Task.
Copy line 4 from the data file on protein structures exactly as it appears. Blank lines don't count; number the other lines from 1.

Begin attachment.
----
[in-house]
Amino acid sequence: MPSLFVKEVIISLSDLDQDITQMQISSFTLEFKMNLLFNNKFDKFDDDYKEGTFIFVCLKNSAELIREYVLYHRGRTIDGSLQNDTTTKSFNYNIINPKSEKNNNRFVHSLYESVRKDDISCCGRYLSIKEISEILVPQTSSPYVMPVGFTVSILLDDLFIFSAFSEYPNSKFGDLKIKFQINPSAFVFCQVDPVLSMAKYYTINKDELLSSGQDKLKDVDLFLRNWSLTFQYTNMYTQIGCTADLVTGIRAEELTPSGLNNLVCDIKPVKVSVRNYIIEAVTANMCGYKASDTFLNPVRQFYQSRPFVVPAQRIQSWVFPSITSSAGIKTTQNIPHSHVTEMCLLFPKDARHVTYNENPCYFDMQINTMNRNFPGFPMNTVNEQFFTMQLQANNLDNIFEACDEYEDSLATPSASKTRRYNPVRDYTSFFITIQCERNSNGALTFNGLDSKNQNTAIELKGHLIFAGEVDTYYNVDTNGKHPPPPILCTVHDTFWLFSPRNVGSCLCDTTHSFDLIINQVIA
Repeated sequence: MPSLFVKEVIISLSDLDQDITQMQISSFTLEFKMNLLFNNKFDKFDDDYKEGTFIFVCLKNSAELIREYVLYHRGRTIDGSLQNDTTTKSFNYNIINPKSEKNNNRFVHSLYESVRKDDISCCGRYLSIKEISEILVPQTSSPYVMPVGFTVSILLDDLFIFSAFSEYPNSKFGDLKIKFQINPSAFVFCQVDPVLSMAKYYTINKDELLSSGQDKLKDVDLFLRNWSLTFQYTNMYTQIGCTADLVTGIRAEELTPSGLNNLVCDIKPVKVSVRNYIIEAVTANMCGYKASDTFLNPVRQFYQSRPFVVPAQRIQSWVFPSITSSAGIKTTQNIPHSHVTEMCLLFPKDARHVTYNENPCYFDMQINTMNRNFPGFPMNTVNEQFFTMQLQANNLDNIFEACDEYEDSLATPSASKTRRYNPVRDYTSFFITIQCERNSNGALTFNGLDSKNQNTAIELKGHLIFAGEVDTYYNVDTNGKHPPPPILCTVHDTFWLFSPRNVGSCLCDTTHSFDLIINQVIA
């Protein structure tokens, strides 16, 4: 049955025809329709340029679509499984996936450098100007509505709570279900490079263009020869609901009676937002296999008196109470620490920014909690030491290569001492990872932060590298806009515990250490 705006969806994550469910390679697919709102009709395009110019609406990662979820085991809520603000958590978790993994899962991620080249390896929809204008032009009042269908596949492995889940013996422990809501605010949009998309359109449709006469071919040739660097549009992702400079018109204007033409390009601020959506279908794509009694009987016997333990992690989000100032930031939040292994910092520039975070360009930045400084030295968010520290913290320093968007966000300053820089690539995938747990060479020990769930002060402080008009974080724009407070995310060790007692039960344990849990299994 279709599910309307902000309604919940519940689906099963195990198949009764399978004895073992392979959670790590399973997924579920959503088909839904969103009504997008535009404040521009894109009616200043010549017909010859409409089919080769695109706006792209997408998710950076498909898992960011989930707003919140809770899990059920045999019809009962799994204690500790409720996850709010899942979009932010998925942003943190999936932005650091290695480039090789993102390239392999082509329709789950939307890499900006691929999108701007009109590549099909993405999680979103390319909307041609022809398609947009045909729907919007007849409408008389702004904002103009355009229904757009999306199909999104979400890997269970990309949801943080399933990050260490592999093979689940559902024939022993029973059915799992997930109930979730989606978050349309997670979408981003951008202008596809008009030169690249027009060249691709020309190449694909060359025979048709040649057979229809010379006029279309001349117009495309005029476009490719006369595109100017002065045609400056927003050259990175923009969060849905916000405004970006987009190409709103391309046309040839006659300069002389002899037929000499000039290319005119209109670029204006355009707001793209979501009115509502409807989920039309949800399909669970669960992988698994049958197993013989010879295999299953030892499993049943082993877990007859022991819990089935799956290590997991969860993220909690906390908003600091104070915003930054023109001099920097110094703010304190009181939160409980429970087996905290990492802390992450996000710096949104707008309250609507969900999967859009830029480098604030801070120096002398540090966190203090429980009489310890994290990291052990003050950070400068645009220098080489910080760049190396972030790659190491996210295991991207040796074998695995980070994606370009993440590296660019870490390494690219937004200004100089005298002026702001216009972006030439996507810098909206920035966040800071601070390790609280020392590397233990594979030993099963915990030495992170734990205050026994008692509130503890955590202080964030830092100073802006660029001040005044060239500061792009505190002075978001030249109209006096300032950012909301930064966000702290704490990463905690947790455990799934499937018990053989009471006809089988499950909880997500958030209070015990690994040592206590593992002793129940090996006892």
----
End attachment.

């Protein structure tokens, strides 16, 4: 049955025809329709340029679509499984996936450098100007509505709570279900490079263009020869609901009676937002296999008196109470620490920014909690030491290569001492990872932060590298806009515990250490 705006969806994550469910390679697919709102009709395009110019609406990662979820085991809520603000958590978790993994899962991620080249390896929809204008032009009042269908596949492995889940013996422990809501605010949009998309359109449709006469071919040739660097549009992702400079018109204007033409390009601020959506279908794509009694009987016997333990992690989000100032930031939040292994910092520039975070360009930045400084030295968010520290913290320093968007966000300053820089690539995938747990060479020990769930002060402080008009974080724009407070995310060790007692039960344990849990299994 279709599910309307902000309604919940519940689906099963195990198949009764399978004895073992392979959670790590399973997924579920959503088909839904969103009504997008535009404040521009894109009616200043010549017909010859409409089919080769695109706006792209997408998710950076498909898992960011989930707003919140809770899990059920045999019809009962799994204690500790409720996850709010899942979009932010998925942003943190999936932005650091290695480039090789993102390239392999082509329709789950939307890499900006691929999108701007009109590549099909993405999680979103390319909307041609022809398609947009045909729907919007007849409408008389702004904002103009355009229904757009999306199909999104979400890997269970990309949801943080399933990050260490592999093979689940559902024939022993029973059915799992997930109930979730989606978050349309997670979408981003951008202008596809008009030169690249027009060249691709020309190449694909060359025979048709040649057979229809010379006029279309001349117009495309005029476009490719006369595109100017002065045609400056927003050259990175923009969060849905916000405004970006987009190409709103391309046309040839006659300069002389002899037929000499000039290319005119209109670029204006355009707001793209979501009115509502409807989920039309949800399909669970669960992988698994049958197993013989010879295999299953030892499993049943082993877990007859022991819990089935799956290590997991969860993220909690906390908003600091104070915003930054023109001099920097110094703010304190009181939160409980429970087996905290990492802390992450996000710096949104707008309250609507969900999967859009830029480098604030801070120096002398540090966190203090429980009489310890994290990291052990003050950070400068645009220098080489910080760049190396972030790659190491996210295991991207040796074998695995980070994606370009993440590296660019870490390494690219937004200004100089005298002026702001216009972006030439996507810098909206920035966040800071601070390790609280020392590397233990594979030993099963915990030495992170734990205050026994008692509130503890955590202080964030830092100073802006660029001040005044060239500061792009505190002075978001030249109209006096300032950012909301930064966000702290704490990463905690947790455990799934499937018990053989009471006809089988499950909880997500958030209070015990690994040592206590593992002793129940090996006892």